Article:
Amazon eyeing old Ford Talbotville plant site for local mega-hub will open two warehouses in London, but multiple Free Press sources say the e-commerce giant is examining whether to also bring a massive sorting and distribution centre to the former Ford assembly plant site in Talbotville.

Amazon leased two warehouses in London that will each employ about 100 workers, the company said Wednesday.

But a much bigger move may loom.

There are discussions that Broccolini Construction in Toronto is looking at the former assembly plant site on Highway 4 south of Highway 401 for a major development, and is in talks with officials from Southwold Township to buy the land, sources say.

Broccolini, which could not be reached for comment Wednesday, has built nine warehouse, sorting and distribution centres in Quebec and Ontario for Amazon, according to its website.

“Amazon is a dynamic business and we are constantly exploring new locations and weighing a variety of factors when deciding where to develop future sites to best serve customers; however, we have a policy of not commenting on our future roadmap and are not yet commenting on any specific operations plans in Talbotville. Stay tuned,” read an email statement from Vanessa Pontes, spokesperson for Amazon Canada.

Area officials confirmed talks are underway between Southwold Township and builders for Amazon.

“There has been a lot of talk they are close to a sale of that property. It could be very positive news for this area,” said one person with knowledge of the talks, who spoke on condition of anonymity.

Lisa Higgs, Southwold’s top bureaucrat, said matters related to that site are “strictly confidential,” adding: “We would love to see development on that site. I am hoping there may be some news soon.”

The Ford plant closed in 2011 after 44 years assembling cars and about 1,100 people lost their jobs when it closed. The plant on 254 hectares of land was torn down in 2015. The site was listed for sale that year for $22.75 million.

As for the warehouses, one is being built by Dancor Construction at Huron Street and Robins Hill Road and PCL Construction is renovating a second site at 580 Industrial Rd.

“We’re very excited to be growing in London. The city has a strategic location with a strong customer base and we are looking forward to being part of the community,” Pontes said.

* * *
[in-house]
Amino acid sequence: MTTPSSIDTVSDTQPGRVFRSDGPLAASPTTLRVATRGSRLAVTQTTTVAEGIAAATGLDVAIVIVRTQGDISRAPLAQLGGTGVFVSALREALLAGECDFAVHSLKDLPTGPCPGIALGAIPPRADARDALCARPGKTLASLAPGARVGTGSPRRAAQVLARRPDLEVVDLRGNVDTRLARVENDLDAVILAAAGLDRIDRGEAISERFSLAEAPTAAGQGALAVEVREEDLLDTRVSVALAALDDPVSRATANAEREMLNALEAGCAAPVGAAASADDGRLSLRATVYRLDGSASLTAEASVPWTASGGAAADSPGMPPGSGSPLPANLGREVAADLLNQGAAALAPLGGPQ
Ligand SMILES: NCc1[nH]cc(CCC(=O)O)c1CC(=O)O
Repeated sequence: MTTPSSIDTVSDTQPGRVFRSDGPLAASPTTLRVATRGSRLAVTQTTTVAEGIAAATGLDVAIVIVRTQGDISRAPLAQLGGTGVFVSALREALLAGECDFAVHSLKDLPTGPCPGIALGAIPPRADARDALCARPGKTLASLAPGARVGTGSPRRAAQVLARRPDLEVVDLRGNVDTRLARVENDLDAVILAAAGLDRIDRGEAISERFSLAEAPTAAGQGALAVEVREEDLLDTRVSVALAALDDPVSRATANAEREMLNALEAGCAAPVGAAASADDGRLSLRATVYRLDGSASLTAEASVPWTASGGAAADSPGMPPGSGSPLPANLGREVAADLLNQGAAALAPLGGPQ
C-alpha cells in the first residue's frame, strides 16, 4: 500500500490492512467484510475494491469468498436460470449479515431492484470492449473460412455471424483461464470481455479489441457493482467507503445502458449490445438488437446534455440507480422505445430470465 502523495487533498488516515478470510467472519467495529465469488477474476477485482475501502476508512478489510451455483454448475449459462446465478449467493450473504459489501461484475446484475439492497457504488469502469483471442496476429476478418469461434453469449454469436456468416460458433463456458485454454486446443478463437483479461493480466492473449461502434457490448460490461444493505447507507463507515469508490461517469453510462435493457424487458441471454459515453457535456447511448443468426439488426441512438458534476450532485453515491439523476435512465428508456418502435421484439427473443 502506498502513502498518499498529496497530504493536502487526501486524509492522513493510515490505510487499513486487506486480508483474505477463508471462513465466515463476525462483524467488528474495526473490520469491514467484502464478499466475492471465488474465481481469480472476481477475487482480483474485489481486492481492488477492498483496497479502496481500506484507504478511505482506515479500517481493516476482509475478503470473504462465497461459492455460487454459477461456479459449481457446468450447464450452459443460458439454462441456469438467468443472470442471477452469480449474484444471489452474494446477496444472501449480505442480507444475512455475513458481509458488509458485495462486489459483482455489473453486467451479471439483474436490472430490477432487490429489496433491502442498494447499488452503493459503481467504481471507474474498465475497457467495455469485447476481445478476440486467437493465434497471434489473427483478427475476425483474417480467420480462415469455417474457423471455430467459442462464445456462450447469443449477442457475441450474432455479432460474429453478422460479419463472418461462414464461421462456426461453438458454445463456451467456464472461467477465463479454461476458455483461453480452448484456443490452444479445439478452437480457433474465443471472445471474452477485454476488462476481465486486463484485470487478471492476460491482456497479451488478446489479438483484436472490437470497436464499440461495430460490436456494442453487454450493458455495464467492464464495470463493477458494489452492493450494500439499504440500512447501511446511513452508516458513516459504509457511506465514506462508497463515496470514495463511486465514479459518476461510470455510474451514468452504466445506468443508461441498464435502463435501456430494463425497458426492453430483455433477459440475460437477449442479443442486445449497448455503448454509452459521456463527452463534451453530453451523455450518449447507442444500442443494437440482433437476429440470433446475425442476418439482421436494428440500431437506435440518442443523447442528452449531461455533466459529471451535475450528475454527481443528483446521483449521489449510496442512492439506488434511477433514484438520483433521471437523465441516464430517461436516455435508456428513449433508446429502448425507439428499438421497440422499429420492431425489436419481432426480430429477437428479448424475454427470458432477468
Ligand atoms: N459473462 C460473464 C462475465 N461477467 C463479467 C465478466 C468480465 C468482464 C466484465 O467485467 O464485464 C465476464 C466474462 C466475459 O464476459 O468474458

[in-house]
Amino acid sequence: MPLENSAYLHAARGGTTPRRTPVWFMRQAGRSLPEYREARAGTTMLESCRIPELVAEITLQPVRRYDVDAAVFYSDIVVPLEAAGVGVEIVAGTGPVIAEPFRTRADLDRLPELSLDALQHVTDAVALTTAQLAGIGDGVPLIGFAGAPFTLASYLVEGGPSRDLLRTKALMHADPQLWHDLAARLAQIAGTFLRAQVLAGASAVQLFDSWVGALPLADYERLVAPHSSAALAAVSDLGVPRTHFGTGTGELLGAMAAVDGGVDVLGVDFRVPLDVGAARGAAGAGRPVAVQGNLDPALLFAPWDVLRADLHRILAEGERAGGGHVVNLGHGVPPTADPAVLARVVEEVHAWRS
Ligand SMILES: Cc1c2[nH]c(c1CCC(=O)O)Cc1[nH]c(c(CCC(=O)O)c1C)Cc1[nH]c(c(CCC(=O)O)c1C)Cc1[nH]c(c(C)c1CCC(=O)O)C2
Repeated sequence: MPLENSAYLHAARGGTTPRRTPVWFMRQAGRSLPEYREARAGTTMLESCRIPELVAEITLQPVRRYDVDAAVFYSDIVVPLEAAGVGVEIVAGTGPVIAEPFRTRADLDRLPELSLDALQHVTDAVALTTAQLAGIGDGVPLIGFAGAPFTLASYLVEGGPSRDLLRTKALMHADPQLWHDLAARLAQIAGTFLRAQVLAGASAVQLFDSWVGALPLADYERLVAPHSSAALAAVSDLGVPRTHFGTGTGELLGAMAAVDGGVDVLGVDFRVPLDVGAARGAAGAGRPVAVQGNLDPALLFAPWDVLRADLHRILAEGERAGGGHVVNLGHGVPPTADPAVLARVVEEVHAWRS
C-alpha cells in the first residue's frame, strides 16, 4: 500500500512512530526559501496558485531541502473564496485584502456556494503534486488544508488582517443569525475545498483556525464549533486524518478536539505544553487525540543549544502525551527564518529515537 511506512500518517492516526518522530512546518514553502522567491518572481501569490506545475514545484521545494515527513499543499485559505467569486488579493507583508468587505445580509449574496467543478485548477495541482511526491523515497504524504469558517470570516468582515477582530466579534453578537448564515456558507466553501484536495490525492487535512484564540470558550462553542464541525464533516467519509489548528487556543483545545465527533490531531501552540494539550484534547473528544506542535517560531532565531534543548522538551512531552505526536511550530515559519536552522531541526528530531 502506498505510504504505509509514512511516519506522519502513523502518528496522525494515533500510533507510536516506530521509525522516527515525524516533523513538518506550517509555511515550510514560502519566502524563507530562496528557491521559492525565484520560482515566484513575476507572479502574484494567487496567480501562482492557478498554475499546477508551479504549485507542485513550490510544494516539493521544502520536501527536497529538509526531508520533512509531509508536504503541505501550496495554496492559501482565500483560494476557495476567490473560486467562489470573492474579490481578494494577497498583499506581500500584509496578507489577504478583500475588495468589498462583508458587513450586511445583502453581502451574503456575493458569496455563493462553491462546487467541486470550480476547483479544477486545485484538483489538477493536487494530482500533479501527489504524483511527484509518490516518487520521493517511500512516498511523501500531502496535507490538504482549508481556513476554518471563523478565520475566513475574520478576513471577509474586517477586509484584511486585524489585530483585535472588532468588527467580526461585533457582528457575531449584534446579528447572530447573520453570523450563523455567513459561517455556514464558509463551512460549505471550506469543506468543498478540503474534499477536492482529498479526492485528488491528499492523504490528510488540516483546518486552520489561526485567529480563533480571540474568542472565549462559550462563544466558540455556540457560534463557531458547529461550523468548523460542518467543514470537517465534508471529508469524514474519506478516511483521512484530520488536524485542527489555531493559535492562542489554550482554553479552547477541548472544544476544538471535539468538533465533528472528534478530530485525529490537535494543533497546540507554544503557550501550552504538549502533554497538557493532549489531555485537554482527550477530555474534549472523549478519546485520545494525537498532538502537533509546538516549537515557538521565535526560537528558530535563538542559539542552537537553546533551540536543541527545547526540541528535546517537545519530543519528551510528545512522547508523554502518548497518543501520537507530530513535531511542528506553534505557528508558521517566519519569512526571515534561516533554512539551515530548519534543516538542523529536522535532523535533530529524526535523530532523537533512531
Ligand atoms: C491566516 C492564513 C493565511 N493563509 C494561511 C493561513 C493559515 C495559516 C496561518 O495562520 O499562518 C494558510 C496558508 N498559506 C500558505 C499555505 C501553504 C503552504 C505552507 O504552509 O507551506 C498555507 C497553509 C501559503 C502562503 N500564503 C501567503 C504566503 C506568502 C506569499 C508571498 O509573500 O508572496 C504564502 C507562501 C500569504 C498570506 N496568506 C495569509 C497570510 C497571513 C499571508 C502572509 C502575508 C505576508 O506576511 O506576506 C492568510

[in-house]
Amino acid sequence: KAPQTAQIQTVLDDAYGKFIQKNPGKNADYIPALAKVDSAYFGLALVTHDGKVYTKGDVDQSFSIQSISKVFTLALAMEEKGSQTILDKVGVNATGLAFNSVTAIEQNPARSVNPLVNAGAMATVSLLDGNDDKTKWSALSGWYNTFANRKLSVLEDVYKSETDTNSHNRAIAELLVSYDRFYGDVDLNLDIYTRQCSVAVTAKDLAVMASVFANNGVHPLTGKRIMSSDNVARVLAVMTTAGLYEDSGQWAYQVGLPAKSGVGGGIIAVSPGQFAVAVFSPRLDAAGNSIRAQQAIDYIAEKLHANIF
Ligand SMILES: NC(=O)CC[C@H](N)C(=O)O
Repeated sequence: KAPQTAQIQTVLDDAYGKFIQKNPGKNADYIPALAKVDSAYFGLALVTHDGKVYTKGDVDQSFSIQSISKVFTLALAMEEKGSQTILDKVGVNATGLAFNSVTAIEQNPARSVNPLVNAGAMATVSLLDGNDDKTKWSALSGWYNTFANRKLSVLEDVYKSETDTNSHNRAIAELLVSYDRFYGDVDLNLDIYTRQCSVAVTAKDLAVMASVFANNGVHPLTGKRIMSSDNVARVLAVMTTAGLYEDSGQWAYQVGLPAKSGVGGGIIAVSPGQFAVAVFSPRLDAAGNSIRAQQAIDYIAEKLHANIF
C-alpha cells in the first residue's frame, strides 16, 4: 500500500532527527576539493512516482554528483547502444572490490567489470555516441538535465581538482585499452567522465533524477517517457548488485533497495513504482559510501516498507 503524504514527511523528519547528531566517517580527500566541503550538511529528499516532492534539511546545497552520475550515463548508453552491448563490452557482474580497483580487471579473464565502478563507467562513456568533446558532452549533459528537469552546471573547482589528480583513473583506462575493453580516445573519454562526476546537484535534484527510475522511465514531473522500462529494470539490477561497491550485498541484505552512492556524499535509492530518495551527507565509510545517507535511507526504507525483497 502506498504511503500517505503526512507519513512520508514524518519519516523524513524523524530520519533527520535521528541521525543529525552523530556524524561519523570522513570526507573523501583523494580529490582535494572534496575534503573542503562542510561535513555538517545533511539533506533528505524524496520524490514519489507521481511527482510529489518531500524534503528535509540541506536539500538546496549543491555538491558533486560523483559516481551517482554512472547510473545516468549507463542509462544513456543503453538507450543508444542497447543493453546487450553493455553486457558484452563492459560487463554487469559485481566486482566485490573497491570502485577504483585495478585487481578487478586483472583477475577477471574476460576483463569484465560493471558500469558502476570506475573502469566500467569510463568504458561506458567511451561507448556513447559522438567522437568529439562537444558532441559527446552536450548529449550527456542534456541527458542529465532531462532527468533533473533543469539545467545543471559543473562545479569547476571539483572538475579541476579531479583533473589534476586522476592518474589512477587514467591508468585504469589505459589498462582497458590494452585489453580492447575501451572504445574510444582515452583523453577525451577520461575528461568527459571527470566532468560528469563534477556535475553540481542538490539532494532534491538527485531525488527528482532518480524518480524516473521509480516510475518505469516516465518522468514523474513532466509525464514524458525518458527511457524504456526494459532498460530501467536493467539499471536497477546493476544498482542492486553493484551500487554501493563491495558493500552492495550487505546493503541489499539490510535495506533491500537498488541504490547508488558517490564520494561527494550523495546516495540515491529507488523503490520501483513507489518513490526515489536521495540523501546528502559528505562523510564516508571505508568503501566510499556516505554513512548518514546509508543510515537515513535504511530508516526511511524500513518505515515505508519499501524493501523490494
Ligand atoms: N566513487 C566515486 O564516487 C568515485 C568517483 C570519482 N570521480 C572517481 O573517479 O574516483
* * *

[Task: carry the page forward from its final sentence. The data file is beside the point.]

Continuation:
In addition to the 200 warehouse workers at both locations, Amazon will employ 130 drivers, she said.

The Huron Street warehouse will have charging stations for electric delivery vehicles and infrastructure to add solar panels, Sean Ford, managing partner at Dancor, said.

“My understanding is they want to be in London. It’s amazing they’re coming here,” Ford said.

Ford has no knowledge of the possibility Amazon may add a larger distribution and packaging centre, but it fits a pattern of adding a fulfilment centre in cities where it has warehouse space.

“It’s their model. They build fulfilment centres and warehouses. That’s how they grow,” Ford said.

In the Amazon model, products are sent to fulfillment centres, packaged, sent to warehouses and then delivered to customers.

Over the years several developments have been linked to the former Ford site, including Blueforest Ventures Inc. of Waterloo, which proposed building a green energy and agri-food development. Railmark, from Wixom, Mich., wanted to build a rail and truck transportation hub. In 2015 Capstone Infrastructure proposed a $75-million solar farm at the site.

Sean Dyke, chief executive of economic development for St. Thomas, would not comment on Amazon’s interest in the land, but is not surprised it’s getting attention.

“No matter who invests there, it is a beautiful site, the best industrial site available in Ontario,” Dyke said.

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